As a beginner, learning the theory and practice of guitar modes is important. It helps you understand the different modes and how to use them when playing your guitar. Many people often get confused and tend to mix scales with modes. One thing you should know is that modes are particular keys that start a note while a scale is a group of musical notes with intervals. Over recent years, guitar modes used are essentially major scale-minor scale mode system. To master and practise the modes of guitar better, you need to first be abreast of the different guitar modes.
What are guitar modes?
A mode in its simplest form is a major scale mode guitar that begins with any note of the same scale. Guitar modes are commonly derived from the major scale which is often the first key that begins a scale in a sequence. Every guitar starts with a major keynote and the easiest way to play a mode is to play any major scale. Using the key of C as a sample example, a guitar fretboard is often arranged as;
C D E F G A B C
1 2 3 4 5 6 7 8
The major chords here are 1, 4, and 5 and the minor chords are 2, 3, and 6 while 7 is the diminished.
The theory of guitar modes
Usually, when playing the guitar, there are seven notes often called the Tonic Solfas in a solo octave within a specific key. The Solfa sang as ‘Do-Re-Mi/Fa-So-La-Ti/Do’ is a major scale and it begins with a root note (‘Do’ or 1).
These seven notes, before moving to the eighth, are at double frequency. Know that the eighth note is often the same as the first. The intervals between these seven notes differ. It may be a whole step (two semitones) or a half step(a semitone). These intervals determine the notes of a key. Let’s say in the key of C, the interval pattern is ‘WWHWWWH – whole-whole-half-whole-whole-whole-half.’
The mode of a key is created by starting a different note. For example, if a musical scale begins with the key of C which is a major scale, the mode becomes Ionian (the first mode – CDEFGABC). This theory applies to identifying the different modes as the notes for all modes are the same. What differentiates them is the structure i.e. hand placement, distance, or interval between notes.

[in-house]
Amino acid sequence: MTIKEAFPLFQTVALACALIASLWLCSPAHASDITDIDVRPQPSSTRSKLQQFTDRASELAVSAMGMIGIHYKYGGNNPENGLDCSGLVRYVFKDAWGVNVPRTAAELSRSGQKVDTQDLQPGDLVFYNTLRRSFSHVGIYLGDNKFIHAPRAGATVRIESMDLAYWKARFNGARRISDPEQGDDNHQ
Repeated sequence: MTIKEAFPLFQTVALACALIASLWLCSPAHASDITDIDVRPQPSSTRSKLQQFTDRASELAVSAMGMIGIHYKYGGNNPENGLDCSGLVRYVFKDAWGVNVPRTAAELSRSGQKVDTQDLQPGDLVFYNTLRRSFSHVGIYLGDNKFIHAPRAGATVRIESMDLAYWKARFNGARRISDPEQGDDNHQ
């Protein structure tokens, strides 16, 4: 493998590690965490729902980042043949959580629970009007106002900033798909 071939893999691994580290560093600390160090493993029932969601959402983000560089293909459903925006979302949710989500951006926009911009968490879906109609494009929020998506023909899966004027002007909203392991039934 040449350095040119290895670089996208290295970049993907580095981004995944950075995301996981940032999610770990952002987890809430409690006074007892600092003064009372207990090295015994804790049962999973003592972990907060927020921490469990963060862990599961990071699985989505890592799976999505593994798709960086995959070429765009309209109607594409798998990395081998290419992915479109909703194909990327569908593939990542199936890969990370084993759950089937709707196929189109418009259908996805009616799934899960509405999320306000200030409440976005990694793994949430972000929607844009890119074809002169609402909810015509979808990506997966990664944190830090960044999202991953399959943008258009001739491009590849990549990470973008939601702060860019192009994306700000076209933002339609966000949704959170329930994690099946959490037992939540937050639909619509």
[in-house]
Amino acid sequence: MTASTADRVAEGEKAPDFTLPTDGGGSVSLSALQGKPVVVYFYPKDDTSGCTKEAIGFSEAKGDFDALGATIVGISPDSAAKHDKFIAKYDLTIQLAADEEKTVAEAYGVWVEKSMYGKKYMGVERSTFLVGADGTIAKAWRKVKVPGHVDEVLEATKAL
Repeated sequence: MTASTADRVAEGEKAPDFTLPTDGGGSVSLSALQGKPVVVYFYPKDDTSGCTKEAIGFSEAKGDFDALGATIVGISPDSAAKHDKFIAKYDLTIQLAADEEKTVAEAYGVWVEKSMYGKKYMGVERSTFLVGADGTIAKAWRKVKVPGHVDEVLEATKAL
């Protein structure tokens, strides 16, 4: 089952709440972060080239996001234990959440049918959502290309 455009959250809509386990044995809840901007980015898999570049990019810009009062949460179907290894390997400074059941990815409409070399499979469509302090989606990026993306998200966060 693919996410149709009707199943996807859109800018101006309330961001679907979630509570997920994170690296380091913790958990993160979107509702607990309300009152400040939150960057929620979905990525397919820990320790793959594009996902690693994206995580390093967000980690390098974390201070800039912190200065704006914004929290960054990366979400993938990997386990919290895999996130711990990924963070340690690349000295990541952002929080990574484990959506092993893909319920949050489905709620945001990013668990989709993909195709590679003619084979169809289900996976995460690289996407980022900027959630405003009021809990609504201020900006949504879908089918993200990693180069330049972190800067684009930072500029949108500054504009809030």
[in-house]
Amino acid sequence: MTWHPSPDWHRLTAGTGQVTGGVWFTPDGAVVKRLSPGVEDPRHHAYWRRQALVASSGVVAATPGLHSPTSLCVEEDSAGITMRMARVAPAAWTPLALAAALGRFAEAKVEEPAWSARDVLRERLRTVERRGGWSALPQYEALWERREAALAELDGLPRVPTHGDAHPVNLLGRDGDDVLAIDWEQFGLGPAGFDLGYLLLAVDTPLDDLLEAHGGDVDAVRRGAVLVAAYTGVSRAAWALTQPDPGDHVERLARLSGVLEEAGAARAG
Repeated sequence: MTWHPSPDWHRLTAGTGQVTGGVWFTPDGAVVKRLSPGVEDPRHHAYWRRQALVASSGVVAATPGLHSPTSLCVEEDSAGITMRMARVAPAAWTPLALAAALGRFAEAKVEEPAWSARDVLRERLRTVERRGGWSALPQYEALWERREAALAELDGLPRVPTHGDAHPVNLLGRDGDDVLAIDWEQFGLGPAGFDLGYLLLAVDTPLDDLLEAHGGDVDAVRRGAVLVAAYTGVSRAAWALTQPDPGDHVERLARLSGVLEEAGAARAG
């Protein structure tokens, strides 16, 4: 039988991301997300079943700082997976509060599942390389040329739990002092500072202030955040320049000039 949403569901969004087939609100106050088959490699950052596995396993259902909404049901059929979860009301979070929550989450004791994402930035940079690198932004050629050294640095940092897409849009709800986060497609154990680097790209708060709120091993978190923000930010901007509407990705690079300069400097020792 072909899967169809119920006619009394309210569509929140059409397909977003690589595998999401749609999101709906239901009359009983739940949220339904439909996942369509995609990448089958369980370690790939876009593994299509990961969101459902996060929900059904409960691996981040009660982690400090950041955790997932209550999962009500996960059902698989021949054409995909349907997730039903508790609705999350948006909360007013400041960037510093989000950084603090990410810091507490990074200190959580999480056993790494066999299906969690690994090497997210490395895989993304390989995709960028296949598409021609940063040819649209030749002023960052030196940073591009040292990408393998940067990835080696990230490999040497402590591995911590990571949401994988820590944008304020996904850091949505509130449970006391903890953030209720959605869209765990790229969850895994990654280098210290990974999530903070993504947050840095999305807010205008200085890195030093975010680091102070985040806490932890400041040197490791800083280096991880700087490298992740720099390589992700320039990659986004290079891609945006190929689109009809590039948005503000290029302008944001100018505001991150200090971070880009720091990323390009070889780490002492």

7 different modes of a major-minor scale
- Ionian mode. This mode begins on the tonic C and is commonly called the ‘major scale’. The Ionian mode is the first mode. Using the key of C, the Ionian mode is (CDEFGABC – WWHWWWH) translating to whole-whole-half-whole-whole-whole-half.
- Dorian mode. This is the second mode of a guitar. The Dorian mode begins with the second note of a scale ‘D’ (DEFGABCD – WHWWWHW) and translates to whole-half-whole-whole-whole-half-whole. The Dorian note is higher in key than the tonic C.
- Phrygian mode. The Phrygian mode is the third note on the tonic scale. This mode begins with the note ‘E’ (EFGABCDE – HWWWHWW) that is half-whole-whole-whole-half-whole-whole.
- Lydian mode. This mode starts from the fourth note. As the fourth mode, the Lydian is a perfect fourth higher. Key ‘F’ is the Lydian (FGABCDEF – WWWHWWH) whole-whole-whole-half-whole-whole-half.
- Mixolydian mode. The Mixolydian is the fifth mode and it begins with the fifth note ‘G’ (GABCDEFG – WWHWWHW) i.e., whole-whole-half-whole-whole-half-whole.
- Aeolian mode. This is the sixth mode of a tonic scale. It is often called the ‘natural minor scale’. This mode starts with the sixth note A (ABCDEFGA – WHWWHWW) i.e., whole-half-whole-whole-half-whole-whole.
- Locrian scale. This is the seventh mode of a tonic scale and it begins with the seventh note B (BCDEFGAB – HWWHWWW) half –whole-whole-half-whole-whole-whole.
Notice that the notes did not change only the structure and order of the notes on the scale changed. Each key, having its modal structure. Of the seven guitar modes, some are major scale while others are minor.
- Major scale modes are Ionian (major scale), Lydian (major scale with IV#) and Mixolydian (major scale with VIIb)
- Minor scale modes include Dorian (minor scale with VI#) Phrygian (minor scale with IIb), Aeolian (natural minor scale), and Locrian (minor scale with Vb and IIb)
How can I use guitar modes?
Guitar modes may seem a tad difficult to understand. However, if you take it one step at a time, it will begin to make a lot of sense to you. You can use the guitar theory to improvise new guitar solos, create new songs and enhance your musicality when you play. These seven guitar modes will also enable you to understand other modes you decide to use.
Helen Bradfield did her degree in psychology at the University of Edinburgh. He has an ongoing interest in mental health and well-being.
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